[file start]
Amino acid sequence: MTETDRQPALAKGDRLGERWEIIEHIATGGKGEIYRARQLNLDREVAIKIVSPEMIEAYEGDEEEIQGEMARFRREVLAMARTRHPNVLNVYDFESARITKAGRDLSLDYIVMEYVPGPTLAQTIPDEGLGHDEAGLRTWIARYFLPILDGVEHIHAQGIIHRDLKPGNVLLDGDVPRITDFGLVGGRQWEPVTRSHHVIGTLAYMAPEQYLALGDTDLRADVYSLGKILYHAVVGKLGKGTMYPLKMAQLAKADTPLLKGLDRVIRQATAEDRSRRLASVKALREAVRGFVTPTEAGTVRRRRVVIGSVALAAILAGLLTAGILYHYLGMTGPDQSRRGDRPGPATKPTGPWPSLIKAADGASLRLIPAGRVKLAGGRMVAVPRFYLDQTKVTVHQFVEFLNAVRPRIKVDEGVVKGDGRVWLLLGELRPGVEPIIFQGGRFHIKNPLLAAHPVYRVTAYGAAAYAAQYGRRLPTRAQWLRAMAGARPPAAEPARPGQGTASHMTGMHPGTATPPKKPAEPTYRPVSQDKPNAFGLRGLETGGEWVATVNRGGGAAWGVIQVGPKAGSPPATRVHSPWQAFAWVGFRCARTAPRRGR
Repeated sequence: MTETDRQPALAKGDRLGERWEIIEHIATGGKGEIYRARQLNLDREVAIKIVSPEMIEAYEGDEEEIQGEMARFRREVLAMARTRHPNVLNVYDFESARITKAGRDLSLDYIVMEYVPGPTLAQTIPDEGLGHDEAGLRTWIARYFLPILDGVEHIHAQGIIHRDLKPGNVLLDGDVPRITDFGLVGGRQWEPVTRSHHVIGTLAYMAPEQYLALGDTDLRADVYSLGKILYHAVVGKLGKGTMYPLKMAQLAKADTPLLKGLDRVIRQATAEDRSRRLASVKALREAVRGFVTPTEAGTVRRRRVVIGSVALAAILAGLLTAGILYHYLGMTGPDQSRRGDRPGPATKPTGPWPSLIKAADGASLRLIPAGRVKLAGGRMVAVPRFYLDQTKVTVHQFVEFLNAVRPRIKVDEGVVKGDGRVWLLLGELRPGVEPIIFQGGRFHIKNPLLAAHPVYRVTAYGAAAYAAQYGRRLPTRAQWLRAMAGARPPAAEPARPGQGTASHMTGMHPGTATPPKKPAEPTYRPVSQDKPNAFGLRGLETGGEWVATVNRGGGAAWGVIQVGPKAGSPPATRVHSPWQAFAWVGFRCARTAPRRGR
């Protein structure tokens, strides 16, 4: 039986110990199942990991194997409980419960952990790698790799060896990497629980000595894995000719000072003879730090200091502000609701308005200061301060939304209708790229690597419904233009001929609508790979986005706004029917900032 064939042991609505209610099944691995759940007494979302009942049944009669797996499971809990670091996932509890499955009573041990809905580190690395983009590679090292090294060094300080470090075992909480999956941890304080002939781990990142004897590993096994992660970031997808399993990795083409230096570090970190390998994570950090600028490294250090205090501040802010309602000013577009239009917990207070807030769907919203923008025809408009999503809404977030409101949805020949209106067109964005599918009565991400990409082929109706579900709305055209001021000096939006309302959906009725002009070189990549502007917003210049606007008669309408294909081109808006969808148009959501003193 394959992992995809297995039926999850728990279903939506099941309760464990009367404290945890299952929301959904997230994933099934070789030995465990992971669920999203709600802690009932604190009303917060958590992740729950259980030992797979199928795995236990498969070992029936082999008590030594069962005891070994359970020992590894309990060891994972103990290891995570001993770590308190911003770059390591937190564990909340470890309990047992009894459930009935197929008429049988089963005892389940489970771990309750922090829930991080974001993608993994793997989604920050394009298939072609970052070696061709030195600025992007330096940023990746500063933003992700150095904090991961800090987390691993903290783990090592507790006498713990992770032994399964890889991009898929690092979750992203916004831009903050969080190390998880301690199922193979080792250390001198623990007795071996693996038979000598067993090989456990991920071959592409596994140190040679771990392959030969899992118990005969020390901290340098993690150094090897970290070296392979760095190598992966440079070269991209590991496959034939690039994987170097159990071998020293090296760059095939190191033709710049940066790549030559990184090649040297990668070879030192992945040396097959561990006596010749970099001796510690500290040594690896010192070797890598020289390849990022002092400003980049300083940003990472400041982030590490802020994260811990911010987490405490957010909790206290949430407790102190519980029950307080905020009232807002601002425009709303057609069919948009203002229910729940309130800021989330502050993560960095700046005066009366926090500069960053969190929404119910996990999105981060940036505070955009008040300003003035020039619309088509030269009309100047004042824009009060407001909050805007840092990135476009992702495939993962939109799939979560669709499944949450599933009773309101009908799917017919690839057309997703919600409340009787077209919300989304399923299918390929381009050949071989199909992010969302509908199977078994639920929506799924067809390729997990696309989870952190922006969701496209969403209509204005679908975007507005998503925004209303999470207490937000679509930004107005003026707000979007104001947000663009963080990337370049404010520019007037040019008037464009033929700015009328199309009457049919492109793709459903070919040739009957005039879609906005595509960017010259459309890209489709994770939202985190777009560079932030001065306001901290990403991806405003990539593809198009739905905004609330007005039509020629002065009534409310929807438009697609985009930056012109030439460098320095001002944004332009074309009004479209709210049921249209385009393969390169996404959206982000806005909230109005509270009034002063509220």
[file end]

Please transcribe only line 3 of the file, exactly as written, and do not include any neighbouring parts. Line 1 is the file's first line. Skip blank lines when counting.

């Protein structure tokens, strides 16, 4: 039986110990199942990991194997409980419960952990790698790799060896990497629980000595894995000719000072003879730090200091502000609701308005200061301060939304209708790229690597419904233009001929609508790979986005706004029917900032 064939042991609505209610099944691995759940007494979302009942049944009669797996499971809990670091996932509890499955009573041990809905580190690395983009590679090292090294060094300080470090075992909480999956941890304080002939781990990142004897590993096994992660970031997808399993990795083409230096570090970190390998994570950090600028490294250090205090501040802010309602000013577009239009917990207070807030769907919203923008025809408009999503809404977030409101949805020949209106067109964005599918009565991400990409082929109706579900709305055209001021000096939006309302959906009725002009070189990549502007917003210049606007008669309408294909081109808006969808148009959501003193 394959992992995809297995039926999850728990279903939506099941309760464990009367404290945890299952929301959904997230994933099934070789030995465990992971669920999203709600802690009932604190009303917060958590992740729950259980030992797979199928795995236990498969070992029936082999008590030594069962005891070994359970020992590894309990060891994972103990290891995570001993770590308190911003770059390591937190564990909340470890309990047992009894459930009935197929008429049988089963005892389940489970771990309750922090829930991080974001993608993994793997989604920050394009298939072609970052070696061709030195600025992007330096940023990746500063933003992700150095904090991961800090987390691993903290783990090592507790006498713990992770032994399964890889991009898929690092979750992203916004831009903050969080190390998880301690199922193979080792250390001198623990007795071996693996038979000598067993090989456990991920071959592409596994140190040679771990392959030969899992118990005969020390901290340098993690150094090897970290070296392979760095190598992966440079070269991209590991496959034939690039994987170097159990071998020293090296760059095939190191033709710049940066790549030559990184090649040297990668070879030192992945040396097959561990006596010749970099001796510690500290040594690896010192070797890598020289390849990022002092400003980049300083940003990472400041982030590490802020994260811990911010987490405490957010909790206290949430407790102190519980029950307080905020009232807002601002425009709303057609069919948009203002229910729940309130800021989330502050993560960095700046005066009366926090500069960053969190929404119910996990999105981060940036505070955009008040300003003035020039619309088509030269009309100047004042824009009060407001909050805007840092990135476009992702495939993962939109799939979560669709499944949450599933009773309101009908799917017919690839057309997703919600409340009787077209919300989304399923299918390929381009050949071989199909992010969302509908199977078994639920929506799924067809390729997990696309989870952190922006969701496209969403209509204005679908975007507005998503925004209303999470207490937000679509930004107005003026707000979007104001947000663009963080990337370049404010520019007037040019008037464009033929700015009328199309009457049919492109793709459903070919040739009957005039879609906005595509960017010259459309890209489709994770939202985190777009560079932030001065306001901290990403991806405003990539593809198009739905905004609330007005039509020629002065009534409310929807438009697609985009930056012109030439460098320095001002944004332009074309009004479209709210049921249209385009393969390169996404959206982000806005909230109005509270009034002063509220």